A composite metric for assessing data on mortality and causes of death: the vital statistics performance index.

Phillips DE, Lozano R, Naghavi M, Atkinson C, Gonzalez-Medina D, Mikkelsen L, Murray CJ, Lopez AD - Popul Health Metr (2014)

Simulated CSMF accuracy associated with each indicator by region. *Subtracted from one so that higher values are preferable to lower, as with other indicators.
© Copyright Policy - open-access
Related In: Results  -  Collection

License 1 - License 2
Show All Figures
getmorefigures.php?uid=PMC4060759&req=5

Figure 2: Simulated CSMF accuracy associated with each indicator by region. *Subtracted from one so that higher values are preferable to lower, as with other indicators.
Mentions: Hypothetical sets of CSMFs were computed at progressively worse levels of a given dimension, from zero (e.g., no unspecified ages or sexes) to one (e.g., all deaths reported without age or sex) in increments of 0.01. At each simulated level, CSMF Accuracy was computed based on CSMFpred and CSMFtrue. This procedure was repeated for each dimension separately. Due to the instability of CSMFs based on small death counts, CSMF Accuracy was observed to actually increase as a consequence of a worse level of a given dimension at extreme values. In such cases, the minimum CSMF Accuracy from higher levels of the same dimension was imposed to restrict CSMF Accuracy estimates from paradoxically increasing. FigureĀ 2 displays the CSMF Accuracy associated with varying levels of each indicator for each of the seven GBD regions as well as the global mean of all regions.

Bottom Line: Indicators of cause of death data quality and age/sex reporting have more linear relationships with simulated VS performance, but poor cause of death reporting influences observed VS performance more strongly.VS performance is steadily improving at an average rate of 2.10% per year among the 148 countries that have available data, but only 19.0% of global deaths post-2000 occurred in countries with well-performing VS systems.Countries and the global health community alike need better intelligence about the accuracy of VS that are widely and often uncritically used in population health research and monitoring.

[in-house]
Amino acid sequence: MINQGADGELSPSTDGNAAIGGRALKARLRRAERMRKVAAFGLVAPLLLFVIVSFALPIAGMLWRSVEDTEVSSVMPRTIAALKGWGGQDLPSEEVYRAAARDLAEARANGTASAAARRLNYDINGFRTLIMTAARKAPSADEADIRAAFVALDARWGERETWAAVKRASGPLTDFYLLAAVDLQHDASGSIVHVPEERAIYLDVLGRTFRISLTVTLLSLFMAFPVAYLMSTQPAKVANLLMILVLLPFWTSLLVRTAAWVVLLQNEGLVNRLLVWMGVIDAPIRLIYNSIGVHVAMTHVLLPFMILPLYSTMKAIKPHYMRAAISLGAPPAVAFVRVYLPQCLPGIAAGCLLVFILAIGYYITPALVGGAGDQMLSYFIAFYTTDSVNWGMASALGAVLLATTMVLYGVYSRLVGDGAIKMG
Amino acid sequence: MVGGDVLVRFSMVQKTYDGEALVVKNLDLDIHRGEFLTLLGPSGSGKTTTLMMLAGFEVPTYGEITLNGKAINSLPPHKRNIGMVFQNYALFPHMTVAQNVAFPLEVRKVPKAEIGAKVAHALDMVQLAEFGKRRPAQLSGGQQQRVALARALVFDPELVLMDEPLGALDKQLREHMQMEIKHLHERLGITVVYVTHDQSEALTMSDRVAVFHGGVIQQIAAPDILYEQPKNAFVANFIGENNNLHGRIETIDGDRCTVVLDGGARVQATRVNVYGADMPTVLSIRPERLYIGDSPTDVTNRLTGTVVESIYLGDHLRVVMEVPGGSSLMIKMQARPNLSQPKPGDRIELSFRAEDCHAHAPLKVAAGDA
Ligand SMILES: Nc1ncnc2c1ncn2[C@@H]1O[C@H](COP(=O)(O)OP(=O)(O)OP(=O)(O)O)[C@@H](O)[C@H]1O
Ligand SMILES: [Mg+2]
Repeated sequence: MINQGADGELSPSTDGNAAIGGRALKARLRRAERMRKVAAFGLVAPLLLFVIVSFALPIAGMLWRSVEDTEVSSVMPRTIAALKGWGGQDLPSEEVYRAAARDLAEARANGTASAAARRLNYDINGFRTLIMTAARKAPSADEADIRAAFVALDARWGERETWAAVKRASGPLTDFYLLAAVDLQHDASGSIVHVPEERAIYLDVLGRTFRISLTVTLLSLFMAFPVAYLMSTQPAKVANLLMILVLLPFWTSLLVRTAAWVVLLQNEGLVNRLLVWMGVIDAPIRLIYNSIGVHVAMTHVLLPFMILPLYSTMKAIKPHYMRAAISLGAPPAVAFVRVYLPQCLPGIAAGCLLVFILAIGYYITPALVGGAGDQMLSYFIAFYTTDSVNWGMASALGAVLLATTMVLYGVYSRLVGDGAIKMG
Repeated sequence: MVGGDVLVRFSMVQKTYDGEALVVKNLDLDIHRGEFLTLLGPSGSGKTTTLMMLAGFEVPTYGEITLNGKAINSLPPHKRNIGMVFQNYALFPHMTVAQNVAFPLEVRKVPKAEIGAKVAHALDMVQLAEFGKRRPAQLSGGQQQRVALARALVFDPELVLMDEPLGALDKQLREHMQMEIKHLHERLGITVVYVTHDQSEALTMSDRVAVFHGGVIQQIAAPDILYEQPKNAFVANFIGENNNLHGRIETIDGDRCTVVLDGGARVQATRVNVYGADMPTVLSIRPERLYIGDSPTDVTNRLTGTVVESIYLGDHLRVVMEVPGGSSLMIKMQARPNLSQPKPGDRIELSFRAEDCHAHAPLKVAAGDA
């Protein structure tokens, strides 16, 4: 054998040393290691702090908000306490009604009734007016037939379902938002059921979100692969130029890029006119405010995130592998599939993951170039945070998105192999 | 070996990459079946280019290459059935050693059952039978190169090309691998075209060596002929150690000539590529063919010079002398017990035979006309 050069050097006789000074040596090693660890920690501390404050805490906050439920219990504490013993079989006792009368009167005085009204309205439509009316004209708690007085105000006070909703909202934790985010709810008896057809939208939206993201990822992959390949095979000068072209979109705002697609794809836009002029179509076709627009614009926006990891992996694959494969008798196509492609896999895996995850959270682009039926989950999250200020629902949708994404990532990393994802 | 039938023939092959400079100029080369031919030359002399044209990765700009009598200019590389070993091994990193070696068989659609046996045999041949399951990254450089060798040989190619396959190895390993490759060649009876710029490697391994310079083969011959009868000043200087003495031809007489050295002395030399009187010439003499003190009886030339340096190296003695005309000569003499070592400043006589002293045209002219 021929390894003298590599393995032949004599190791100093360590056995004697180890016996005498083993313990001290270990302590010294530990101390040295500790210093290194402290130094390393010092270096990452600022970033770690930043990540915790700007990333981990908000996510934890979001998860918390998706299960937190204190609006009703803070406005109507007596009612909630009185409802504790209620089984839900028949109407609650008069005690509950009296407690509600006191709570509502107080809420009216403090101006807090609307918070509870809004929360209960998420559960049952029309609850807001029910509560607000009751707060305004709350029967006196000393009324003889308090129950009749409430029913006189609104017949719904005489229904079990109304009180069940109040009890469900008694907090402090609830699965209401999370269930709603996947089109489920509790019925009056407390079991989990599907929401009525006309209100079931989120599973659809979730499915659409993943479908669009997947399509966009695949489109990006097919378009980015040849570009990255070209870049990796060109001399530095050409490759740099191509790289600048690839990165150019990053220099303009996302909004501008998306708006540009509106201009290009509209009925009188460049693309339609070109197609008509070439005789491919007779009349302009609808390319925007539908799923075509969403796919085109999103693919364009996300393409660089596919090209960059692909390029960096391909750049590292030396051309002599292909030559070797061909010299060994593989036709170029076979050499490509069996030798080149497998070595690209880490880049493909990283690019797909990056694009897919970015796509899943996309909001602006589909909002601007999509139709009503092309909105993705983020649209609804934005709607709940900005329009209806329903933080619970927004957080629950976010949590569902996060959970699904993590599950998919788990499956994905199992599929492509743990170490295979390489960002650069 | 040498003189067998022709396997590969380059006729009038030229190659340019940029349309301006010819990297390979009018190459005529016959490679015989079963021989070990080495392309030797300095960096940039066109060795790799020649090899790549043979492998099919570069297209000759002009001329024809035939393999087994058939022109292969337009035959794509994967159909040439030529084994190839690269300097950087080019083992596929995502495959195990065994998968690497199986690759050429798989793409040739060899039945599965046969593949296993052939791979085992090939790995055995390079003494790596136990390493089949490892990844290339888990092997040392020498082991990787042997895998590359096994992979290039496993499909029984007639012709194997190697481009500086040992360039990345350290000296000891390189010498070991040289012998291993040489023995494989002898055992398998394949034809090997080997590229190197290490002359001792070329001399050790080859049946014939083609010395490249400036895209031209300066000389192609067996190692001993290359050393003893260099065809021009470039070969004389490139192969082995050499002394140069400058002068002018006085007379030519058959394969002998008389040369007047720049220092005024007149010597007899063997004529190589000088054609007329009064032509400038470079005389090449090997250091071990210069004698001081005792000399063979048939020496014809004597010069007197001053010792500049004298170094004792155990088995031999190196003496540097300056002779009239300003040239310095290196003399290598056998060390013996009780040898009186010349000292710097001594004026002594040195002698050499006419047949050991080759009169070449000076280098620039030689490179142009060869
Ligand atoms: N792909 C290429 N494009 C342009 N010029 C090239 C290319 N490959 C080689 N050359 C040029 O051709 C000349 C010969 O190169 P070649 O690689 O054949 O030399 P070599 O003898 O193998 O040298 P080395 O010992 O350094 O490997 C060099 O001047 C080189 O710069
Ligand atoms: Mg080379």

View Article: PubMed Central - HTML - PubMed

Affiliation: Institute for Health Metrics and Evaluation, University of Washington, 2301 5th Ave. Suite 600, Seattle, WA 98121, USA.

ABSTRACT

Background: Timely and reliable data on causes of death are fundamental for informed decision-making in the health sector as well as public health research. An in-depth understanding of the quality of data from vital statistics (VS) is therefore indispensable for health policymakers and researchers. We propose a summary index to objectively measure the performance of VS systems in generating reliable mortality data and apply it to the comprehensive cause of death database assembled for the Global Burden of Disease (GBD) 2013 Study.

Methods: We created a Vital Statistics Performance Index, a composite of six dimensions of VS strength, each assessed by a separate empirical indicator. The six dimensions include: quality of cause of death reporting, quality of age and sex reporting, internal consistency, completeness of death reporting, level of cause-specific detail, and data availability/timeliness. A simulation procedure was developed to combine indicators into a single index. This index was computed for all country-years of VS in the GBD 2013 cause of death database, yielding annual estimates of overall VS system performance for 148 countries or territories.

Results: The six dimensions impacted the accuracy of data to varying extents. VS performance declines more steeply with declining simulated completeness than for any other indicator. The amount of detail in the cause list reported has a concave relationship with overall data accuracy, but is an important driver of observed VS performance. Indicators of cause of death data quality and age/sex reporting have more linear relationships with simulated VS performance, but poor cause of death reporting influences observed VS performance more strongly. VS performance is steadily improving at an average rate of 2.10% per year among the 148 countries that have available data, but only 19.0% of global deaths post-2000 occurred in countries with well-performing VS systems.

Conclusions: Objective and comparable information about the performance of VS systems and the utility of the data that they report will help to focus efforts to strengthen VS systems. Countries and the global health community alike need better intelligence about the accuracy of VS that are widely and often uncritically used in population health research and monitoring.

No MeSH data available.


Related in: MedlinePlus